BLOOMINGTON — Bloomington officials are not disclosing the nature of the concerns that led them to ask Illinois State Police to pursue an investigation of past financial operations of U.S. Cellular Coliseum.

"To protect the integrity of the ongoing criminal investigation, the city will not have any further comment related to these issues until the investigation is completed," city officials said in a news release Monday announcing the investigation.

The city staff first reported concerns to the state police several months ago. Officials would not say how long the investigation is expected to last.

McLean County State’s Attorney Jason Chambers said Monday that his office has assisted state police with securing documents. He declined to specify the material  investigators asked for, or the method used to obtain it.  The request for assistance came several months ago, he said.

Questions surfaced as the city was working to close the city-owned arena's financial books during the management transition from former operators Central Illinois Arena Management (CIAM) to the new managers, VenuWorks, Mayor Tari Renner told The Pantagraph in late August.

The investigation focuses on Coliseum operations while CIAM was in charge, according to the city's statement.

CIAM President John Butler issued a statement Monday in which he said he was "shocked and surprised" to learn of the investigation and promised to cooperate fully. 

"The Coliseum staff was a professional staff and I am confident there has been no wrongdoing and at the most only differences (were) in interpretation of the management agreement," he wrote.

He said he offered to meet with city officials last week but was rebuffed. "I feel like I have been ambushed," he wrote. 

CIAM operated the Coliseum from its 2006 opening until the firm's 10-year contract, which CIAM did not seek to renew, expired March 31. In June, the city signed a five-year contract with VenuWorks to manage the 7,000-seat arena.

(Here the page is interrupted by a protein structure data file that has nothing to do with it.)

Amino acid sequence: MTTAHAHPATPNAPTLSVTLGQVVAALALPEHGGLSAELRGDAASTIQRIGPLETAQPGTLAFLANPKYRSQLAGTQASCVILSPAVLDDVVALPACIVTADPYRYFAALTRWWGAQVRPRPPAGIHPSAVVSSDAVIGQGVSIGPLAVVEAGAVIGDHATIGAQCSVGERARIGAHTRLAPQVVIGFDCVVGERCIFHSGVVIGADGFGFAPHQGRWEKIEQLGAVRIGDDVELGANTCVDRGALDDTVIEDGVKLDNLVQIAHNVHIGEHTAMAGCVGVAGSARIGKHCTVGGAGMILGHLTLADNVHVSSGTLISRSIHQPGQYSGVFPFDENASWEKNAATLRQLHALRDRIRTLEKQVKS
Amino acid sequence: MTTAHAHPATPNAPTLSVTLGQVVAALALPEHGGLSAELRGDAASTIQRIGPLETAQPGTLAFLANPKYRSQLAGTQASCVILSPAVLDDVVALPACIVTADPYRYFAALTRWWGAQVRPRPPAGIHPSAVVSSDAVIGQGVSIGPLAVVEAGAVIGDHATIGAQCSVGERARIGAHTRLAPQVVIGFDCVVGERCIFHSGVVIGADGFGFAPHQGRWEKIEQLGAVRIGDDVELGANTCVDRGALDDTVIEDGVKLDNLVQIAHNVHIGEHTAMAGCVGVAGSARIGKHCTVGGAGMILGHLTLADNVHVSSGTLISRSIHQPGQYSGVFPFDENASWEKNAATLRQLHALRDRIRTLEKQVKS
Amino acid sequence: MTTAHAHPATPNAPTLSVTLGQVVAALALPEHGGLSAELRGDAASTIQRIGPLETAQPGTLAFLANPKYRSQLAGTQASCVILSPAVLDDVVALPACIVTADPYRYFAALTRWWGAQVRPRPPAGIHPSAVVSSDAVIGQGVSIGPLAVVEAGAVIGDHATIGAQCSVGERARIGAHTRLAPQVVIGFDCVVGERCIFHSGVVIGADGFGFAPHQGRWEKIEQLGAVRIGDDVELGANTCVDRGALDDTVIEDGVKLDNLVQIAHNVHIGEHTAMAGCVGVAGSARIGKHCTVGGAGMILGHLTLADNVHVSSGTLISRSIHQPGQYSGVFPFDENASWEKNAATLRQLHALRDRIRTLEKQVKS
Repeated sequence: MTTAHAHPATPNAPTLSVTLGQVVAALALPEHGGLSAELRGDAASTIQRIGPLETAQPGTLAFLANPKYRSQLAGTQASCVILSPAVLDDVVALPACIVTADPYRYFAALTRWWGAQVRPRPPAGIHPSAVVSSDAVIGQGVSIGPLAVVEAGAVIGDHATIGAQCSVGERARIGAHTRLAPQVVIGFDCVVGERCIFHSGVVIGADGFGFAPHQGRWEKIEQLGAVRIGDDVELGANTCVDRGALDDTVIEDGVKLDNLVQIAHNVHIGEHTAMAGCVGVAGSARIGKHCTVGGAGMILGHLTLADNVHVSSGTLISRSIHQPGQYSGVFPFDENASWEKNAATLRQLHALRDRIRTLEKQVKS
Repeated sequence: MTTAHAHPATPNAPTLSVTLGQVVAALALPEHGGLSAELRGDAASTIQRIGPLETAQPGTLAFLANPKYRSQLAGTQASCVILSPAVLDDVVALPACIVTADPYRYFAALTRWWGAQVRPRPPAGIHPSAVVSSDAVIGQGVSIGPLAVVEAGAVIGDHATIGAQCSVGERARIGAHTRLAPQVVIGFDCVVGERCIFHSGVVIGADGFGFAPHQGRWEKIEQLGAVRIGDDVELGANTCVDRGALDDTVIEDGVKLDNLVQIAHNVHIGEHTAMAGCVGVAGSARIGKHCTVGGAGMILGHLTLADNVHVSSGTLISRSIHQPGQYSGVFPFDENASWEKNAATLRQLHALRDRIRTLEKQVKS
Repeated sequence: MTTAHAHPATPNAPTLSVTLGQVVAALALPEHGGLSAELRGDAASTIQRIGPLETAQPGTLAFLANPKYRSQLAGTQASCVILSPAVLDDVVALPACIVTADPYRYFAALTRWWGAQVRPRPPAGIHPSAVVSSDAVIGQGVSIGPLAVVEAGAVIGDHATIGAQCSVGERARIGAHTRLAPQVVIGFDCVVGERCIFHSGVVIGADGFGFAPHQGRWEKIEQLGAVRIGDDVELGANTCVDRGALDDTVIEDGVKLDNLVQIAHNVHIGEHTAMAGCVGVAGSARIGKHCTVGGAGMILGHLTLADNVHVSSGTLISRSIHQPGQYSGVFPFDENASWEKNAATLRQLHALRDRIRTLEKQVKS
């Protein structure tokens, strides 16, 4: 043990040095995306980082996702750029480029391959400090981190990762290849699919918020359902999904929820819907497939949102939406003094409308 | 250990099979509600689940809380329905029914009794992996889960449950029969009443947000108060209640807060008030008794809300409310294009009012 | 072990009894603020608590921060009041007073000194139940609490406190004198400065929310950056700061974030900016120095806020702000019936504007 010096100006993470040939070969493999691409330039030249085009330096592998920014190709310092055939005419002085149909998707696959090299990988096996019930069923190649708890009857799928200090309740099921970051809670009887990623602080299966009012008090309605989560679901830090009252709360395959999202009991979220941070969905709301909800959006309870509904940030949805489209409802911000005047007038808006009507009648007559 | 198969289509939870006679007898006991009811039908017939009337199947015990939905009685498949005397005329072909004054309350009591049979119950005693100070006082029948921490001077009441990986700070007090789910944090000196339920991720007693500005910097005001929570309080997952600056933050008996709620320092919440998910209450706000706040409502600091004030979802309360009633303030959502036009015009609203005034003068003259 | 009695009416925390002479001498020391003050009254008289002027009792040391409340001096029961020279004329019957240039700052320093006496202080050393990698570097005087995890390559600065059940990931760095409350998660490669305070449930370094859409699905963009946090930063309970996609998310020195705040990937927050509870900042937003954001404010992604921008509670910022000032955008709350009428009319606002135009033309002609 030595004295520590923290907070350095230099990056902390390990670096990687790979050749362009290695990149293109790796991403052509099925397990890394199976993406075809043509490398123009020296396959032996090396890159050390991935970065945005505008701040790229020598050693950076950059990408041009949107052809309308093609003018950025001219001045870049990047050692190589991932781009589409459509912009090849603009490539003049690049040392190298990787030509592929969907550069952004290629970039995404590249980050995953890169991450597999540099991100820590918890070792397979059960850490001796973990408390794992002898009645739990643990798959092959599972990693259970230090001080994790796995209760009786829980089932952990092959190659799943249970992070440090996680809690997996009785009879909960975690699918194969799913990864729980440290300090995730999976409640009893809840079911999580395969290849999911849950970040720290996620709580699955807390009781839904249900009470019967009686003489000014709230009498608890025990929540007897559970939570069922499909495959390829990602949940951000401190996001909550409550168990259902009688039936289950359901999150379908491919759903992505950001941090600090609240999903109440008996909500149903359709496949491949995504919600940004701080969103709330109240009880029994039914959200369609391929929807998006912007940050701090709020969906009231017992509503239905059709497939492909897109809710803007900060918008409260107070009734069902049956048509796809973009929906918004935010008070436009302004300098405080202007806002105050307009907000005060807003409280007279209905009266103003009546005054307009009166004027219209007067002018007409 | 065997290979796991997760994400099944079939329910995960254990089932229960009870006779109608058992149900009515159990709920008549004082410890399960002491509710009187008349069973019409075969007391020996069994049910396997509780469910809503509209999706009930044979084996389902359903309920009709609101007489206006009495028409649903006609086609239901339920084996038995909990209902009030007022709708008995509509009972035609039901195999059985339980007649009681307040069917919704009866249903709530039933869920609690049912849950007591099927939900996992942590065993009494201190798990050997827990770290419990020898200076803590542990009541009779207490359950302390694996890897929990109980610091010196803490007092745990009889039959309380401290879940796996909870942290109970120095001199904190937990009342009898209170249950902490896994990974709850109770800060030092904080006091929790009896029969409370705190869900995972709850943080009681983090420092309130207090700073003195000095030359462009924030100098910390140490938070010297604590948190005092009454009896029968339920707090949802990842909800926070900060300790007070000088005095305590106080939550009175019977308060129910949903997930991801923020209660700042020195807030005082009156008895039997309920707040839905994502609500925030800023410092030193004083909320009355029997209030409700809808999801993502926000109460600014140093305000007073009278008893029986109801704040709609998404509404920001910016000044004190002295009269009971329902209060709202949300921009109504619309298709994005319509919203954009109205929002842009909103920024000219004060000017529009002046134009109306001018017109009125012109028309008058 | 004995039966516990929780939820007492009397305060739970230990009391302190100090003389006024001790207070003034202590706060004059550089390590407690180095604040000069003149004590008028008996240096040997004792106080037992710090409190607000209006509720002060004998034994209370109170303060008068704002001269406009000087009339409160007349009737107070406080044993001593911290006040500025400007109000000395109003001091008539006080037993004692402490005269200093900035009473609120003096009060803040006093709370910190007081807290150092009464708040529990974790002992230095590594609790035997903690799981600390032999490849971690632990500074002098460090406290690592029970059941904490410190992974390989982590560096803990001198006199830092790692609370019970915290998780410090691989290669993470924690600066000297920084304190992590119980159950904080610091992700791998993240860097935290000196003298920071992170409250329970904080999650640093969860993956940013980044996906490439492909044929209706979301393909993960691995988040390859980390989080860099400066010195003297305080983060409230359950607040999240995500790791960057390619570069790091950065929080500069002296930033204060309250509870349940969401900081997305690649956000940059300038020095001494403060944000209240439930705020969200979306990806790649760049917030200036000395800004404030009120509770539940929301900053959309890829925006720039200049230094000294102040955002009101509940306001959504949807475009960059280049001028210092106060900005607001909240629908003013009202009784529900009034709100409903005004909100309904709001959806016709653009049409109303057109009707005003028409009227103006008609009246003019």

As part of the management transition, city staff conducted extensive internal reviews and auditing, said City Manager David Hales.

"These reviews brought forward multiple areas of concern for city staff, which we promptly reported to the Illinois State Police in an effort to determine whether any unlawful conduct had occurred," said Hales in the statement.

As city staff and internal auditors reviewed and reported various issues, Police Chief Brendan Heffner said his department requested the assistance of state police to avoid the appearance of any conflicts.

"Several months ago, we had our first meeting with the Illinois State Police to report the city’s concerns and to request a more comprehensive investigation," said city attorney Jeff Jurgens. "Since that time, a small group from the city has been working very closely with the state police and we will continue to do so through the completion of the investigation."

In addition to the annual audits, the city brought in specialized internal auditors in 2015 for assistance in reviewing various Coliseum accounting and operational issues because of negotiations with CIAM over a possible new contract, said Hales.

"Although the Coliseum’s accounts are audited every year by an independent audit firm and have received a clean opinion each year, the contract negotiation and management transition allowed us to do a much deeper dive," Hales said.

"This work was performed by the Bronner Group, who started working with the city on a special audit of the Coliseum contract in March 2015," he said.

State police declined to comment on Monday, saying,  "This case remains an open and ongoing investigation. No further information is being released at this time."  

"I would also call on our community to wait for all of the facts and avoid a rush to judgment," Renner said in the statement. "This is not the time for politics or half-truths. There are professionals involved, and we need to let them do their job without interference.

"We bring the announcement of the investigation forward now in the interest of transparency and anticipating it may have become public in the near future as the criminal investigation continues," said Renner.

Hales said replacing CIAM's 10-year-old management contract with a new agreement that contains clear terms and conditions, as well as safeguards for the city "was real triumph and turning point."

"The management agreement we have with the city, in terms of oversight and clear directive, is probably one of the strongest our company has out of the approximately 50 different venues we serve," added Curtis Webb, VenuWorks' executive director at the Coliseum.

Follow Maria Nagle on Twitter: @pg_nagle

Edith Brady-Lunny contributed to this story.

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